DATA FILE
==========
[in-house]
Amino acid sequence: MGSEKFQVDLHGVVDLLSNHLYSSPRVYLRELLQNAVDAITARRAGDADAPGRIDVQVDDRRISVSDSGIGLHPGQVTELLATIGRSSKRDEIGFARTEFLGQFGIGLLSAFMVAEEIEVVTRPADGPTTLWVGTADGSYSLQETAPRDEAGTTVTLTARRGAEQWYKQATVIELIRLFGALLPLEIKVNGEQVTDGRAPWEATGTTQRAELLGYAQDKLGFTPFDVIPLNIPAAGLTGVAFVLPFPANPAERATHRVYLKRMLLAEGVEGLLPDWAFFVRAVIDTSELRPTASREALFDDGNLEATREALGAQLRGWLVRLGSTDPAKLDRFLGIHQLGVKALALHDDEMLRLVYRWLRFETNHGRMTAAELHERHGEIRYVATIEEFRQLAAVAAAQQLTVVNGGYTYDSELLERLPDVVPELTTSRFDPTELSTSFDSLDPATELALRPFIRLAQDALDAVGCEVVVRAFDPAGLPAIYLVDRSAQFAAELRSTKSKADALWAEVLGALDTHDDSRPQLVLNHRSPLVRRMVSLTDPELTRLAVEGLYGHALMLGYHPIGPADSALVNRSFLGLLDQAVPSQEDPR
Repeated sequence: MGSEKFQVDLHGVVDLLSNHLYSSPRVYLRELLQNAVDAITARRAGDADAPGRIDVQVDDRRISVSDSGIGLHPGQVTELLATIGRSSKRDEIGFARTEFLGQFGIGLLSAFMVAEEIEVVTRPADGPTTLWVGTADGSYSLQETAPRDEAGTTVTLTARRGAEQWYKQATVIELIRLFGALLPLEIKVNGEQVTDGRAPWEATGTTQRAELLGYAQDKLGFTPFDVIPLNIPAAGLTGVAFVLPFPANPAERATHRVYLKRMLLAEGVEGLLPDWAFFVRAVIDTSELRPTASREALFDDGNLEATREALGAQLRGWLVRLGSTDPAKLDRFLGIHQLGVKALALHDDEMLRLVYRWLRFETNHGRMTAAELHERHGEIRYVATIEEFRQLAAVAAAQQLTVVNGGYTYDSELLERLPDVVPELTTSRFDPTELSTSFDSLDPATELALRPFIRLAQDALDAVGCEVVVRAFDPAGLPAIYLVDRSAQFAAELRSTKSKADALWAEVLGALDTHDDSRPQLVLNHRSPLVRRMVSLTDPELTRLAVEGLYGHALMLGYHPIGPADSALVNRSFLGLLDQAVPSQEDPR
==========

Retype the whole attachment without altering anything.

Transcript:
[in-house]
Amino acid sequence: MGSEKFQVDLHGVVDLLSNHLYSSPRVYLRELLQNAVDAITARRAGDADAPGRIDVQVDDRRISVSDSGIGLHPGQVTELLATIGRSSKRDEIGFARTEFLGQFGIGLLSAFMVAEEIEVVTRPADGPTTLWVGTADGSYSLQETAPRDEAGTTVTLTARRGAEQWYKQATVIELIRLFGALLPLEIKVNGEQVTDGRAPWEATGTTQRAELLGYAQDKLGFTPFDVIPLNIPAAGLTGVAFVLPFPANPAERATHRVYLKRMLLAEGVEGLLPDWAFFVRAVIDTSELRPTASREALFDDGNLEATREALGAQLRGWLVRLGSTDPAKLDRFLGIHQLGVKALALHDDEMLRLVYRWLRFETNHGRMTAAELHERHGEIRYVATIEEFRQLAAVAAAQQLTVVNGGYTYDSELLERLPDVVPELTTSRFDPTELSTSFDSLDPATELALRPFIRLAQDALDAVGCEVVVRAFDPAGLPAIYLVDRSAQFAAELRSTKSKADALWAEVLGALDTHDDSRPQLVLNHRSPLVRRMVSLTDPELTRLAVEGLYGHALMLGYHPIGPADSALVNRSFLGLLDQAVPSQEDPR
Repeated sequence: MGSEKFQVDLHGVVDLLSNHLYSSPRVYLRELLQNAVDAITARRAGDADAPGRIDVQVDDRRISVSDSGIGLHPGQVTELLATIGRSSKRDEIGFARTEFLGQFGIGLLSAFMVAEEIEVVTRPADGPTTLWVGTADGSYSLQETAPRDEAGTTVTLTARRGAEQWYKQATVIELIRLFGALLPLEIKVNGEQVTDGRAPWEATGTTQRAELLGYAQDKLGFTPFDVIPLNIPAAGLTGVAFVLPFPANPAERATHRVYLKRMLLAEGVEGLLPDWAFFVRAVIDTSELRPTASREALFDDGNLEATREALGAQLRGWLVRLGSTDPAKLDRFLGIHQLGVKALALHDDEMLRLVYRWLRFETNHGRMTAAELHERHGEIRYVATIEEFRQLAAVAAAQQLTVVNGGYTYDSELLERLPDVVPELTTSRFDPTELSTSFDSLDPATELALRPFIRLAQDALDAVGCEVVVRAFDPAGLPAIYLVDRSAQFAAELRSTKSKADALWAEVLGALDTHDDSRPQLVLNHRSPLVRRMVSLTDPELTRLAVEGLYGHALMLGYHPIGPADSALVNRSFLGLLDQAVPSQEDPR